By Shobana Kesava
In less than a fortnight, Dr Lisa Ng turns 35 but she will not look a day over 26.
When this was pointed out to her, the award-winning scientist said with characteristic modesty: 'Naivete keeps us looking younger than our age, we have to be eternal optimists to stay scientists.'
Dr Ng, who is with the Singapore Immunology Network (SiGN), under the Agency for Science, Technology and Research, won the eighth Asean Young Scientist and Technologist Award last week.
She is the first Singaporean and the first woman to clinch the honour. The award recognises her work in preparing infectious disease laboratories in the region for any possible epidemic.
It is not her first award. In March last year, she received the Biovisions Next Fellows award in France, and in 2005, she was voted Singapore's most inspiring woman in science and technology.
There are many more accolades, but they have not gone to her head. Everyone who speaks of her has nothing but kind words. 'Humble', 'generous' and the ubiquitous 'nice' are the usual adjectives that crop up. Even 'patriot' and 'leader'.
She is a respected colleague at SiGN, one with whom other lead researchers would be happy to share a laboratory - for her reputation for being capable and hardworking.
To Dr Ng, such praise gives an even greater sense of responsibility.
Petite and slim, she has clear skin and bright eyes and it is hard to guess that she suffers from insomnia because her mind is constantly wandering back to her science: how can she perfect a technique, find a solution, or do Singapore proud?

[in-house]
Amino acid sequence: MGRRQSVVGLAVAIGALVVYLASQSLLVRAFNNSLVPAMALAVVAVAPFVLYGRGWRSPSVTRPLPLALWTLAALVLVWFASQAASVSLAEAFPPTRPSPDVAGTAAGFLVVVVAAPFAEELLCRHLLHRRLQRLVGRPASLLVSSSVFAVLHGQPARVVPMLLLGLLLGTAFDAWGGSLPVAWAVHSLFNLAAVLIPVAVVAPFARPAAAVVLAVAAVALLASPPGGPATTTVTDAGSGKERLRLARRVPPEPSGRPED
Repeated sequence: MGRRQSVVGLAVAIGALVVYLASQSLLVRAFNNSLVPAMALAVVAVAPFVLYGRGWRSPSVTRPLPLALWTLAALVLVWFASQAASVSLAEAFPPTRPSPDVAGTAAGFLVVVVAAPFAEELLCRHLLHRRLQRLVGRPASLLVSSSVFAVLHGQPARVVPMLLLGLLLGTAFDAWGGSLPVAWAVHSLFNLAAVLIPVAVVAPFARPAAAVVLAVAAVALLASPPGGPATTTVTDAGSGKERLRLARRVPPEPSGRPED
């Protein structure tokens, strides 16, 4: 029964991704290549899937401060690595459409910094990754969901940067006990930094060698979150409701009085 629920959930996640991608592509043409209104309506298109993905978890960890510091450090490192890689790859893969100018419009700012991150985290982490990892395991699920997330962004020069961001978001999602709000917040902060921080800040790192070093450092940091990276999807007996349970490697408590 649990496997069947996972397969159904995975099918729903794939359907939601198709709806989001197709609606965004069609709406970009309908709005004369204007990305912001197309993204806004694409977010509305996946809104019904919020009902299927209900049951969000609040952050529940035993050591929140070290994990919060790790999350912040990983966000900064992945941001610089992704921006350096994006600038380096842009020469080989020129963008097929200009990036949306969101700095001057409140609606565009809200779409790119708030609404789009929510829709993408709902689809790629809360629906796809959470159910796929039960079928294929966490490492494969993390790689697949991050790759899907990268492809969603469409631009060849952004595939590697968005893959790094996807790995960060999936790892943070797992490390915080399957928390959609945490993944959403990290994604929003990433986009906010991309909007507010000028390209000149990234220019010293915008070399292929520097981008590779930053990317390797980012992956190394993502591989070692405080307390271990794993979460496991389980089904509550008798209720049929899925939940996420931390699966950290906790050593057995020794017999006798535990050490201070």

Of her Asean award, she says: 'I didn't want to win. I just thought everyone must see Singapore's dedication to good science and to Asean.'
Her former mentor, Professor Edison Liu, executive director of the Genome Institute of Singapore, said of her: 'She is a shining example of how willpower and commitment are often more important for success than achievement through examination scores.'
Dr Ng never aspired to have a string of awards, sit on infectious disease advisory committees, or have high praise bestowed upon her.
'I didn't even know I wanted to be a scientist when I was a kid. I just wanted to do what I liked best,' said the soft-spoken woman.
What she liked best was science. Even as a child, she would attempt to reconstruct experiments she had seen on television and would not give up easily.
The elder of two girls, she was the more introverted. Now semi-retired, her parents - her father is a contractor and her mother a teacher - impressed upon both girls the importance of education, but the quieter child seemed to rebel.
After completing her GCE O levels at Marymount Convent in 1989, she announced her decision to take up a bio-technology course at the Singapore Polytechnic.
She was ahead of her time in wanting to pursue a course that was interesting to her, rather than choosing the tried-and-tested path of junior college and then university, which her sister would eventually take to one day become an editor with a lifestyle magazine.
'I really had trouble convincing them it was the right step for me because it was the only course offering scientific research right away,' she recalled. 'They even had an aunt call me to tell me not to do it as polytechnic was considered second-rate and I would not get into university easily.'
But she insisted on taking the road less travelled and eventually found that her family was right: She was unable to get a place at the National University of Singapore after she had finished her polytechnic studies, even though her grades were good.
Her parents were committed to her further education though, and provided her the funds to study at the University of Manchester's Institute of Science and Technology in Britain. Her growing up really began there.
'It taught me to be independent, which I always thought I had been,' she said.